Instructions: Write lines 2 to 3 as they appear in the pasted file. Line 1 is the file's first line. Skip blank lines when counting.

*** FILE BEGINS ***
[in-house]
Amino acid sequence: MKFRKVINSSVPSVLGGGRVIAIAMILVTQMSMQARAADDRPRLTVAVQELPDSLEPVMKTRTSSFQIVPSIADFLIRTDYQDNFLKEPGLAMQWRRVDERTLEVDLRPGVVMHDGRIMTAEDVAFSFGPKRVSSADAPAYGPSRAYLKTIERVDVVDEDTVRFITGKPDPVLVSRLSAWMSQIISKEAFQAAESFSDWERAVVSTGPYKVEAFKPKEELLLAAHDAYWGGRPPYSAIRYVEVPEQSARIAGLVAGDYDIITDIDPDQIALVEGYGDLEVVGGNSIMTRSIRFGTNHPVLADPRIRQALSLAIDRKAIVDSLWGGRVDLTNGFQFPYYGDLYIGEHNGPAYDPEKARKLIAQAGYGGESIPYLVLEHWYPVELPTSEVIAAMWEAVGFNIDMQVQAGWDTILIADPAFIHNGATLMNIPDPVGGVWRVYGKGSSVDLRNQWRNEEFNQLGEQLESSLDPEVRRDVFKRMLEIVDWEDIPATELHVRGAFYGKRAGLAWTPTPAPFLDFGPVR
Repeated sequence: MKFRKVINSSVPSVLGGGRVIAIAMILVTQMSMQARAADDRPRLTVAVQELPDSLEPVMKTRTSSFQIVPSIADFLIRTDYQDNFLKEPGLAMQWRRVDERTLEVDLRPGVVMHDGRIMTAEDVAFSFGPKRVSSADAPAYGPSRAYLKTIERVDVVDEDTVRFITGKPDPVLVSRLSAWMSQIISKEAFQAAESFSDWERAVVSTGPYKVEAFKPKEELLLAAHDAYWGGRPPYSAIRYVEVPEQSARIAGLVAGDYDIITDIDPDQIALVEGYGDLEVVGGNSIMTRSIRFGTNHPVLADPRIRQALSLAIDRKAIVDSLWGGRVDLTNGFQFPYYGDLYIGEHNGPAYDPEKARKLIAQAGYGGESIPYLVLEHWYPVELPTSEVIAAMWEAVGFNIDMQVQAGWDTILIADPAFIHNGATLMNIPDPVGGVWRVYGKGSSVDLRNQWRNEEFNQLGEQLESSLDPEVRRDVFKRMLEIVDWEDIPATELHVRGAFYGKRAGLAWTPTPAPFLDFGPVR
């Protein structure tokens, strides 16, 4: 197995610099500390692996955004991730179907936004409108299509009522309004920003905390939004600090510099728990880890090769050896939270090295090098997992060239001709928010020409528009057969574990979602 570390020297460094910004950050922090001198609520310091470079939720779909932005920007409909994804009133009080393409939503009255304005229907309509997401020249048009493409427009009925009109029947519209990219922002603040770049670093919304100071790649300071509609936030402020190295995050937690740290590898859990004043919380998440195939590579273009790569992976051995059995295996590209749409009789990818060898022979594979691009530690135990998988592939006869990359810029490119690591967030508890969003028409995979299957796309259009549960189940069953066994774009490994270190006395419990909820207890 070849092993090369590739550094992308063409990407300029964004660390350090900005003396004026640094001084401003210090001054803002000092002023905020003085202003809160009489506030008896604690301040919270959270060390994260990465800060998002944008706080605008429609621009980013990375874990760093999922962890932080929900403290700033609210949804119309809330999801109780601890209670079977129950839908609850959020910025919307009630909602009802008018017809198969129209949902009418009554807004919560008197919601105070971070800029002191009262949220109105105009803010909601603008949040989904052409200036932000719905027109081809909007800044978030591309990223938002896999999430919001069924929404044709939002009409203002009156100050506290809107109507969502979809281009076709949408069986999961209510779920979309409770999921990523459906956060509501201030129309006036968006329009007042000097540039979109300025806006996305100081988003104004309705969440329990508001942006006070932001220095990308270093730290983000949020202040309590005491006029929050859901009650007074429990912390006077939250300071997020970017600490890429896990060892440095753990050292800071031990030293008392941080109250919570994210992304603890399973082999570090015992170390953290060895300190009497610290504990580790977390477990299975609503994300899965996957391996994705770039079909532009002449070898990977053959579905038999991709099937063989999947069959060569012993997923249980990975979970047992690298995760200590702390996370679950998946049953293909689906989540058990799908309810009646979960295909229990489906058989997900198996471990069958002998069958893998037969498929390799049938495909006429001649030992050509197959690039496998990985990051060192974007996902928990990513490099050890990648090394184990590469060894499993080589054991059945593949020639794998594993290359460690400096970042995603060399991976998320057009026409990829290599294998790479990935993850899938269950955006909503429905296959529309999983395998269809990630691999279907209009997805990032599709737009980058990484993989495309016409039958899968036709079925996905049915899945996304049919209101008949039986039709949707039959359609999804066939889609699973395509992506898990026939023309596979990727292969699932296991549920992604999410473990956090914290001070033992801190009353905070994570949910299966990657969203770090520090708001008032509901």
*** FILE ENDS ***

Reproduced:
Amino acid sequence: MKFRKVINSSVPSVLGGGRVIAIAMILVTQMSMQARAADDRPRLTVAVQELPDSLEPVMKTRTSSFQIVPSIADFLIRTDYQDNFLKEPGLAMQWRRVDERTLEVDLRPGVVMHDGRIMTAEDVAFSFGPKRVSSADAPAYGPSRAYLKTIERVDVVDEDTVRFITGKPDPVLVSRLSAWMSQIISKEAFQAAESFSDWERAVVSTGPYKVEAFKPKEELLLAAHDAYWGGRPPYSAIRYVEVPEQSARIAGLVAGDYDIITDIDPDQIALVEGYGDLEVVGGNSIMTRSIRFGTNHPVLADPRIRQALSLAIDRKAIVDSLWGGRVDLTNGFQFPYYGDLYIGEHNGPAYDPEKARKLIAQAGYGGESIPYLVLEHWYPVELPTSEVIAAMWEAVGFNIDMQVQAGWDTILIADPAFIHNGATLMNIPDPVGGVWRVYGKGSSVDLRNQWRNEEFNQLGEQLESSLDPEVRRDVFKRMLEIVDWEDIPATELHVRGAFYGKRAGLAWTPTPAPFLDFGPVR
Repeated sequence: MKFRKVINSSVPSVLGGGRVIAIAMILVTQMSMQARAADDRPRLTVAVQELPDSLEPVMKTRTSSFQIVPSIADFLIRTDYQDNFLKEPGLAMQWRRVDERTLEVDLRPGVVMHDGRIMTAEDVAFSFGPKRVSSADAPAYGPSRAYLKTIERVDVVDEDTVRFITGKPDPVLVSRLSAWMSQIISKEAFQAAESFSDWERAVVSTGPYKVEAFKPKEELLLAAHDAYWGGRPPYSAIRYVEVPEQSARIAGLVAGDYDIITDIDPDQIALVEGYGDLEVVGGNSIMTRSIRFGTNHPVLADPRIRQALSLAIDRKAIVDSLWGGRVDLTNGFQFPYYGDLYIGEHNGPAYDPEKARKLIAQAGYGGESIPYLVLEHWYPVELPTSEVIAAMWEAVGFNIDMQVQAGWDTILIADPAFIHNGATLMNIPDPVGGVWRVYGKGSSVDLRNQWRNEEFNQLGEQLESSLDPEVRRDVFKRMLEIVDWEDIPATELHVRGAFYGKRAGLAWTPTPAPFLDFGPVR